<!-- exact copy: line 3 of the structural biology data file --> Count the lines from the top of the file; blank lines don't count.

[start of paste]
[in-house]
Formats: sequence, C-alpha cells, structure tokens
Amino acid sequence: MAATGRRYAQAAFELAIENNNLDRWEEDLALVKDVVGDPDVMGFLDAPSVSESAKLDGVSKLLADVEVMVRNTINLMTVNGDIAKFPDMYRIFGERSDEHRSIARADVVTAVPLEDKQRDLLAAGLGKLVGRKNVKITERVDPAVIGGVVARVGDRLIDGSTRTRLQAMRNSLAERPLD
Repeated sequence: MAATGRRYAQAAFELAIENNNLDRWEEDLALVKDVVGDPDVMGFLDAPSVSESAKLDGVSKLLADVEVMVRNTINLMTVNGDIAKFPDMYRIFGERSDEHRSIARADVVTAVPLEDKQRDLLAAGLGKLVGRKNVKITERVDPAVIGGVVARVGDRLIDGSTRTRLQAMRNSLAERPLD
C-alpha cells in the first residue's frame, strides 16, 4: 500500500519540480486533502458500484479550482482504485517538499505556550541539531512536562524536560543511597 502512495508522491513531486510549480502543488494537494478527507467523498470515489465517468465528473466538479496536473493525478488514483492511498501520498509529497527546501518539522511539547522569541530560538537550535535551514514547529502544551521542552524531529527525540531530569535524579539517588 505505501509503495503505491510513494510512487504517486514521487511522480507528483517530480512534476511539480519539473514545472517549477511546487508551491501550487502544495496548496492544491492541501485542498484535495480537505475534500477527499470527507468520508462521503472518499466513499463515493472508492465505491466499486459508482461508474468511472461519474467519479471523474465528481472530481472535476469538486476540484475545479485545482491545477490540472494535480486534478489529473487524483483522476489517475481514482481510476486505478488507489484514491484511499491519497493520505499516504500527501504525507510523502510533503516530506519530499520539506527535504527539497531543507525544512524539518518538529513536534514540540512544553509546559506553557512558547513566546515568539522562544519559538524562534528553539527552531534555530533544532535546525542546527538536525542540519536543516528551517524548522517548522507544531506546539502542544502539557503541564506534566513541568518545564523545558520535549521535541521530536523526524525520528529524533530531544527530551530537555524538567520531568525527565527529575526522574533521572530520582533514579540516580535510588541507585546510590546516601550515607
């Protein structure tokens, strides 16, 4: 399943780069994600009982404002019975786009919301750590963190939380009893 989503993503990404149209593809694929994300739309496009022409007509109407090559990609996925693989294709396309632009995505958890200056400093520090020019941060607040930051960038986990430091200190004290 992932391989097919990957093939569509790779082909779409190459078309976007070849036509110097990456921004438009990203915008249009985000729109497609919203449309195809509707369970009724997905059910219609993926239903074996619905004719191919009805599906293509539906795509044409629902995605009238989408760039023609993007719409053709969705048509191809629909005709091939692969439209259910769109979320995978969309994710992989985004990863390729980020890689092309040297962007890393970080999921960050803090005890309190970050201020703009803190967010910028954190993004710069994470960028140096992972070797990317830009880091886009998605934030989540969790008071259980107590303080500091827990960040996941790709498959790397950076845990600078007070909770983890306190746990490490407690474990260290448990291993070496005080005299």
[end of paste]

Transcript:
Amino acid sequence: MAATGRRYAQAAFELAIENNNLDRWEEDLALVKDVVGDPDVMGFLDAPSVSESAKLDGVSKLLADVEVMVRNTINLMTVNGDIAKFPDMYRIFGERSDEHRSIARADVVTAVPLEDKQRDLLAAGLGKLVGRKNVKITERVDPAVIGGVVARVGDRLIDGSTRTRLQAMRNSLAERPLD